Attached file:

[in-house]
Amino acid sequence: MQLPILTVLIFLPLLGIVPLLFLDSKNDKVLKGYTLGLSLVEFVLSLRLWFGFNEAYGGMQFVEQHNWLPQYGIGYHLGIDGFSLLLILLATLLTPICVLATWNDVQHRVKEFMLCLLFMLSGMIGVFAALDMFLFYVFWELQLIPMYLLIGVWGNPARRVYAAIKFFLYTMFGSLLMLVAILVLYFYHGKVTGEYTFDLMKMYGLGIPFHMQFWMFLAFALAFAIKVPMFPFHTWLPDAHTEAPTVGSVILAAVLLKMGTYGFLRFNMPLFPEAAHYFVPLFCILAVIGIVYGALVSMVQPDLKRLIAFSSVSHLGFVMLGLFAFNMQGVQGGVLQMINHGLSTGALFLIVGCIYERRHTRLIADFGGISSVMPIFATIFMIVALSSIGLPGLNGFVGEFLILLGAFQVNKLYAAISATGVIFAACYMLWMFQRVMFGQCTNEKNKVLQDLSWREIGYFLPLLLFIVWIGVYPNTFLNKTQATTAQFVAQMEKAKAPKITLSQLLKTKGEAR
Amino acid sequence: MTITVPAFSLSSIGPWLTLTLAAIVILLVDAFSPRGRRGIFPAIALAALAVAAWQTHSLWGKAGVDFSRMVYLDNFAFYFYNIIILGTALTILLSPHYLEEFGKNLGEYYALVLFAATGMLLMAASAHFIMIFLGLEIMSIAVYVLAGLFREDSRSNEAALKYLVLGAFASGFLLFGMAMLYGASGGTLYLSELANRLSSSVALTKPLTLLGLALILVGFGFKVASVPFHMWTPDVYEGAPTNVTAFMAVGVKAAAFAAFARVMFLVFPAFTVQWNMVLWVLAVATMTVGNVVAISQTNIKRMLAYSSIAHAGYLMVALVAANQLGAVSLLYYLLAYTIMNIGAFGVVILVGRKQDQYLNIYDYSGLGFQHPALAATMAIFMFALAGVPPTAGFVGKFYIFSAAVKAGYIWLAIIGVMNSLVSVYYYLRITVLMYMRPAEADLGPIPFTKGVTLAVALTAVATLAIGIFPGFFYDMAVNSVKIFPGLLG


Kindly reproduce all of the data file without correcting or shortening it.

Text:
[in-house]
Amino acid sequence: MQLPILTVLIFLPLLGIVPLLFLDSKNDKVLKGYTLGLSLVEFVLSLRLWFGFNEAYGGMQFVEQHNWLPQYGIGYHLGIDGFSLLLILLATLLTPICVLATWNDVQHRVKEFMLCLLFMLSGMIGVFAALDMFLFYVFWELQLIPMYLLIGVWGNPARRVYAAIKFFLYTMFGSLLMLVAILVLYFYHGKVTGEYTFDLMKMYGLGIPFHMQFWMFLAFALAFAIKVPMFPFHTWLPDAHTEAPTVGSVILAAVLLKMGTYGFLRFNMPLFPEAAHYFVPLFCILAVIGIVYGALVSMVQPDLKRLIAFSSVSHLGFVMLGLFAFNMQGVQGGVLQMINHGLSTGALFLIVGCIYERRHTRLIADFGGISSVMPIFATIFMIVALSSIGLPGLNGFVGEFLILLGAFQVNKLYAAISATGVIFAACYMLWMFQRVMFGQCTNEKNKVLQDLSWREIGYFLPLLLFIVWIGVYPNTFLNKTQATTAQFVAQMEKAKAPKITLSQLLKTKGEAR
Amino acid sequence: MTITVPAFSLSSIGPWLTLTLAAIVILLVDAFSPRGRRGIFPAIALAALAVAAWQTHSLWGKAGVDFSRMVYLDNFAFYFYNIIILGTALTILLSPHYLEEFGKNLGEYYALVLFAATGMLLMAASAHFIMIFLGLEIMSIAVYVLAGLFREDSRSNEAALKYLVLGAFASGFLLFGMAMLYGASGGTLYLSELANRLSSSVALTKPLTLLGLALILVGFGFKVASVPFHMWTPDVYEGAPTNVTAFMAVGVKAAAFAAFARVMFLVFPAFTVQWNMVLWVLAVATMTVGNVVAISQTNIKRMLAYSSIAHAGYLMVALVAANQLGAVSLLYYLLAYTIMNIGAFGVVILVGRKQDQYLNIYDYSGLGFQHPALAATMAIFMFALAGVPPTAGFVGKFYIFSAAVKAGYIWLAIIGVMNSLVSVYYYLRITVLMYMRPAEADLGPIPFTKGVTLAVALTAVATLAIGIFPGFFYDMAVNSVKIFPGLLG